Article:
The polyphasic emplacement of Etna volcano and its relation with the complex geodynamic setting of southern Italy is still object of debate, largely due to the lack of adequate resolution data for imaging the mid-shallow crustal seismo-stratigraphic and structural pattern of the area. The huge amount of geophysical data acquired during the “TOMO-ETNA” experiment of the FP7 Project “MED-SUV”, furnishes a unique opportunity to better constrain the geological knowledge of such a highly populated area, affected by high seismic and volcanic risks. We adopted a multidisciplinary geophysical approach for studying the crustal characteristics of the morphological high recognized offshore Mt. Etna, between the towns of Aci Trezza and Acireale, interpreted as the underwater portion of a shield volcano (Chiocci et al., 2011), pertaining to the Acireale Synthem (ca 220 - 130 ka) of Etna volcano (Branca et al., 2011). This area represents a pivotal point for understanding the evolution of the volcano since it marks the changing between a roughly WNW-ESE scattered tholeiitic (Aci Trezza Synthem, ca 500 ka) to a NNW-SSE oriented transitional to Na-alkaline magmatism (Acireale Synthem). This abrupt change could be related to large scale rearrangement of tectonic stress affecting this area. The geological complexity of the area required a remarkable effort for processing several multi-channel seismic reflection profiles, to highlight both shallow and deep primary reflections. The structural pattern of the area is well imaged, allowing us to define different phases and stiles of tectonic deformation. Gravity and magnetic data processing focuses on providing information about density and magnetic susceptivity of the bodies previously identified on the seismic profiles, strengthening the geological interpretation. Several high density wide bodies rising up below this area were detected, likely pertaining to the above mentioned eruptive phases. Besides, the presence of volcanics in correspondence and few tens of meters below the seafloor has been detected as well, related to shallow intrusions and lava flows of the shield volcano and locally, to the most recent eruptive phases. By comparing our seismic reflection profiles, which clearly image the geometry of the fault systems, with the wide literature concerning the tectonic pattern of the area, we clearly identify the coexistence of both compressive and extensive structures possibly related to dominant dextral transtensive tectonics and large-scale gravitational instability (Chiocci et al., 2011). Transtensive related structures may represent the possible way for magma rising at Etna volcano. Branca S., Coltelli M., Groppelli G., Lentini F. (2011) Geological map of Etna volcano, 1:50,000 scale. Ital. J. Geosci., 130 (3), 265-291, DOI: 10.3301/IJG.2011.15. Chiocci, F. L., Coltelli, M., Bosman, A., Cavallaro, D., 2011. Continental margin large-scale instability controlling the flank sliding of Etna volcano. Earth and Planetary Science Letters 305, 57–64. DOI:10.1016/j.epsl.2011.02.040.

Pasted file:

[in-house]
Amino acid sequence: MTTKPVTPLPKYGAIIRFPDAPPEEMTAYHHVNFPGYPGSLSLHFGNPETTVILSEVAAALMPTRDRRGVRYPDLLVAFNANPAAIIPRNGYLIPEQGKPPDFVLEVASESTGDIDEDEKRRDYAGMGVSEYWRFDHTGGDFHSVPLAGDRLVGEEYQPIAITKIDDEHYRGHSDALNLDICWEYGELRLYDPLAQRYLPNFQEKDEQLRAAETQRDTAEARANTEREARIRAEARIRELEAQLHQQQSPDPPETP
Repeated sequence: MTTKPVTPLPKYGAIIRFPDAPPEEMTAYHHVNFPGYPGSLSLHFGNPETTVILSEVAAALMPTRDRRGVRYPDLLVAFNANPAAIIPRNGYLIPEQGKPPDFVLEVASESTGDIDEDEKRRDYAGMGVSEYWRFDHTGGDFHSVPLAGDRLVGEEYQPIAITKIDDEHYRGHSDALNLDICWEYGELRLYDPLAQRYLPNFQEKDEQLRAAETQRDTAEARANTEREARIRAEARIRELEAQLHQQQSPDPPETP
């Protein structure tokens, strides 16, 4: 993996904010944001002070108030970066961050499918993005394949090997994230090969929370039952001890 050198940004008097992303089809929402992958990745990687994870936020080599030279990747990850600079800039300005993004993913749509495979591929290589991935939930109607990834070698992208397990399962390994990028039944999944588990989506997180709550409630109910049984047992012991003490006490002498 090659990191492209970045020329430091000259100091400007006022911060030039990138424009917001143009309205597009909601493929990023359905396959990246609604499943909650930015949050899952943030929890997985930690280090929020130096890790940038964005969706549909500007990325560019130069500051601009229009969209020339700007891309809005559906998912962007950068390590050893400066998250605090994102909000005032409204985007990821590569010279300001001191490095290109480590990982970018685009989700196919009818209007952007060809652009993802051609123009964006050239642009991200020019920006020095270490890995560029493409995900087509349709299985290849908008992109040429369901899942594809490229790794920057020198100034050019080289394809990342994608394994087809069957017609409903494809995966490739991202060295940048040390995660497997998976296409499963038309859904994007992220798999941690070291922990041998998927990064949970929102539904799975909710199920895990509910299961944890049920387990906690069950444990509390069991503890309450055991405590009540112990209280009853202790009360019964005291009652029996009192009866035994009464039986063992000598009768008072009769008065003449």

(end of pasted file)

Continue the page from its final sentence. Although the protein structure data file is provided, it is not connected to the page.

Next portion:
TOMO-ETNA marine geophysical data highlight the crustal structure offshore Etna volcano

Zgur F;
2016

Abstract